After we arrived at the pond and parked, we prepared our gear. The scene was beautiful, the air clear and cool, but not cold. The wind was calm and the pond was a mirror. We found a spot, set up our tripods and waited. We waited and waited. For my 13 year old son, it must have felt like an eternity, in reality it was 45 minutes. He became antsy and I gave into his impatience. Perhaps we could try the next spot. We walked back to the car, loaded the gear. Mother Nature was calling me and I’m glad she did. Max was in the car as I answered the “call”. From the distance a deep groan filled the air. I quickly asked Max if he heard it. His teenage spirit just shrugged. “OK fine, you stay here, and I’ll go look real quick before we go.”
As the pond came into view, my eyes seemed to be playing tricks on me. The pond we just left empty now had not one, not two, but THREE MEESE in it. I ran back to the car flailing my arms in endless multiple “COME ON, LET’S GO” gestures. I would pay to see a video of what I must have looked like. 🙂
The next morning we decided to take a shot at the same pond from the previous day. I think Max was the good luck charm. Three DIFFERENT meese were holding the fort. We shot and shot, filling several memory cards.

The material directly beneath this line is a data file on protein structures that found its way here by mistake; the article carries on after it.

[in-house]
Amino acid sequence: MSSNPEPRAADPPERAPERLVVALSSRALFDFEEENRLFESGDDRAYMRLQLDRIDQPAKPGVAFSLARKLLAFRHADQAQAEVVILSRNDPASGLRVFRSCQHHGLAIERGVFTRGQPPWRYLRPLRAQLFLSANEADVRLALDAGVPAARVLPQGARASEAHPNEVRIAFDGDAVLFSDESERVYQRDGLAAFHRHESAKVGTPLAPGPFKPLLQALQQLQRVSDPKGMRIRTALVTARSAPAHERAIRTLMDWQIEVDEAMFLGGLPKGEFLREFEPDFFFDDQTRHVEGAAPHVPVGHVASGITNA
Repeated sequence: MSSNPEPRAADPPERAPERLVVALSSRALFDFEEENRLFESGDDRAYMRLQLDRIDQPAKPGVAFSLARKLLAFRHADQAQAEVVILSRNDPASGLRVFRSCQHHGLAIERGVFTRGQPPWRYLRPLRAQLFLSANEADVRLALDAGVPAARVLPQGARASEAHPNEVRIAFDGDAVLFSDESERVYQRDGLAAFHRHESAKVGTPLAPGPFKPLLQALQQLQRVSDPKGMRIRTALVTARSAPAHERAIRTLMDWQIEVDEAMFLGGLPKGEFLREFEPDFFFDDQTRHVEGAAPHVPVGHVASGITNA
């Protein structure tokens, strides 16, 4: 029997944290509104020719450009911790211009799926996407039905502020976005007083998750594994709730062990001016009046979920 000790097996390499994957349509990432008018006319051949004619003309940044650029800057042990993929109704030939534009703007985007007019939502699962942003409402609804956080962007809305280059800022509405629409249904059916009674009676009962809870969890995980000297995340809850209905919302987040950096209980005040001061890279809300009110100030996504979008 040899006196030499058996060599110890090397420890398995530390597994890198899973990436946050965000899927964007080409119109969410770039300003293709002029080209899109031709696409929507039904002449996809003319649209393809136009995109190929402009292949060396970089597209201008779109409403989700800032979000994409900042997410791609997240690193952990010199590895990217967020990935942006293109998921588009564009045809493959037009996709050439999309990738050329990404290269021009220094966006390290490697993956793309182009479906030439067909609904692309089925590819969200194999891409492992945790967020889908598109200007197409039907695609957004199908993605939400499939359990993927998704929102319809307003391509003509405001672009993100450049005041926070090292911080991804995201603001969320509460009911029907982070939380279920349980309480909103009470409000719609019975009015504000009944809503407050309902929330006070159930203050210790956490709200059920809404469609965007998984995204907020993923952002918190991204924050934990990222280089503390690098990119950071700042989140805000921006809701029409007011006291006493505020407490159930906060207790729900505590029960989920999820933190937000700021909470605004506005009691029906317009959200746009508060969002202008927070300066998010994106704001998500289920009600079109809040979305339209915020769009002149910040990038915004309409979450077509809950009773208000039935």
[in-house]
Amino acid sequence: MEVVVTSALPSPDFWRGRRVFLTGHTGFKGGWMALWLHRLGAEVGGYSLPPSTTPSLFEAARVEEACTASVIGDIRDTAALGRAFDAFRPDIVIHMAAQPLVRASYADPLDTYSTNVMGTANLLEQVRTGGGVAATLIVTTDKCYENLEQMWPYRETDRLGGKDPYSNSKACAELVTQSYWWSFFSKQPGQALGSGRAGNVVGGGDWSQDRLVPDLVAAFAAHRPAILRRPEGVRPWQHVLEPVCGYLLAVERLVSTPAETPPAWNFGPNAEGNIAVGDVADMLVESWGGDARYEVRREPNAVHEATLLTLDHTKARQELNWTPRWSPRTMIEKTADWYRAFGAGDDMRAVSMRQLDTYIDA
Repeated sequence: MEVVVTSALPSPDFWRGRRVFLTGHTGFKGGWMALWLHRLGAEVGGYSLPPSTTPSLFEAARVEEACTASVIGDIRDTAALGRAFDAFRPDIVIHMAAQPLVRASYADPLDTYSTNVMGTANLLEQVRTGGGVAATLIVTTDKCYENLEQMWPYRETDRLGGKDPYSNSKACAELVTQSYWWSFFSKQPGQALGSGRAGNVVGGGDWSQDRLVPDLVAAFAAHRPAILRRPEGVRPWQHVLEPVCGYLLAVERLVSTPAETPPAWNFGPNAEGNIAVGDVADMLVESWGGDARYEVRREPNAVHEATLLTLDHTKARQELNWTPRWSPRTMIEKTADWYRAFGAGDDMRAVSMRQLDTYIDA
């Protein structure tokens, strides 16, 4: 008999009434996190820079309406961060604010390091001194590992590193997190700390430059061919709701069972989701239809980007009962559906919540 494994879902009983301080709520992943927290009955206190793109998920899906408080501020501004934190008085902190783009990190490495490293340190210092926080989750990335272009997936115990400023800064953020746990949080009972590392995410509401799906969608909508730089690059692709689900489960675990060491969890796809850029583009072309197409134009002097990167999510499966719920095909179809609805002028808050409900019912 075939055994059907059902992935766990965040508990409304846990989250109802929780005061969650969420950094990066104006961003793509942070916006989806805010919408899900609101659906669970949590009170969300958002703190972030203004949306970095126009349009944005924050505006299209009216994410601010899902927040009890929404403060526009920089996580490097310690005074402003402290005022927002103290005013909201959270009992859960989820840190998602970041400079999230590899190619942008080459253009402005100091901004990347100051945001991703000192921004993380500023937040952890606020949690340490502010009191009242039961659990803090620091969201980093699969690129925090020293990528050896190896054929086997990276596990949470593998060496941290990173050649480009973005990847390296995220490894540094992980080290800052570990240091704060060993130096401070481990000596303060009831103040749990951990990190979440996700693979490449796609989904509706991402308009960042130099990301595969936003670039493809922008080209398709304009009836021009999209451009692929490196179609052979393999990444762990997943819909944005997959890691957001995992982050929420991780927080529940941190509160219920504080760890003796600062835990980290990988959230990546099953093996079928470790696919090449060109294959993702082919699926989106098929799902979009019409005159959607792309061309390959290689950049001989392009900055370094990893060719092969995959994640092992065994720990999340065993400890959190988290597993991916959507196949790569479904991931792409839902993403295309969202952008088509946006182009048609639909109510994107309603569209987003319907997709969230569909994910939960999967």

As luck would have it, Max saw ELEVEN DIFFERENT MOOSE in less than 30 hours. I think I spoiled him for life. How can he go back and not be disappointed, who knows?
We headed to Bangor to spend the night. The following morning at the CRAZY hour of 3 a.m. we loaded up and headed east. In many ways I’m an extremist, literally. I love doing things that have far out definable edges. Like I love being able to tell you right now that on that morning Max and I were the two most eastern people in the continental United States of America!
We watched the sunrise on the West Quoddy Light with Canada in the background. We drove across the border and visited FDR’s summer retreat. I’m still finding that odd, that he summered just across the border and not in the U.S. On the return, the border guard made me a bit nervous when he started asking why Max wasn’t in school, and where was his mother. Made me feel like some crazed kidnapping fugitive on the run. 🙂
As we worked our way back across the rocky southern coast of Maine, we had to stop for some Maine Lobster. To my surprise, Max was game. We both enjoyed the messy and deliciously fresh seafood and continued on our way to Port Clyde. The Marshall Lighthouse, famously featured in Forrest Gump, was the focus for the evening, and the sunset didn’t disappoint.
The following day, before returning to Manchester, NH, we stopped by to see a few more animals at the Maine Wildlife Park. Miles (1523 miles at the rental return, to be exact) were racking up as our trip was coming to an end. The leaves, landscapes, and moose were plentiful, along with the priceless, everlasting memories I was able to share with my son!
OH WAIT, how am I going to tell Guy about ELEVEN MOOSE? Well, I guess I just did! 🙂 I think it’s time to start planning next fall’s New England trip!!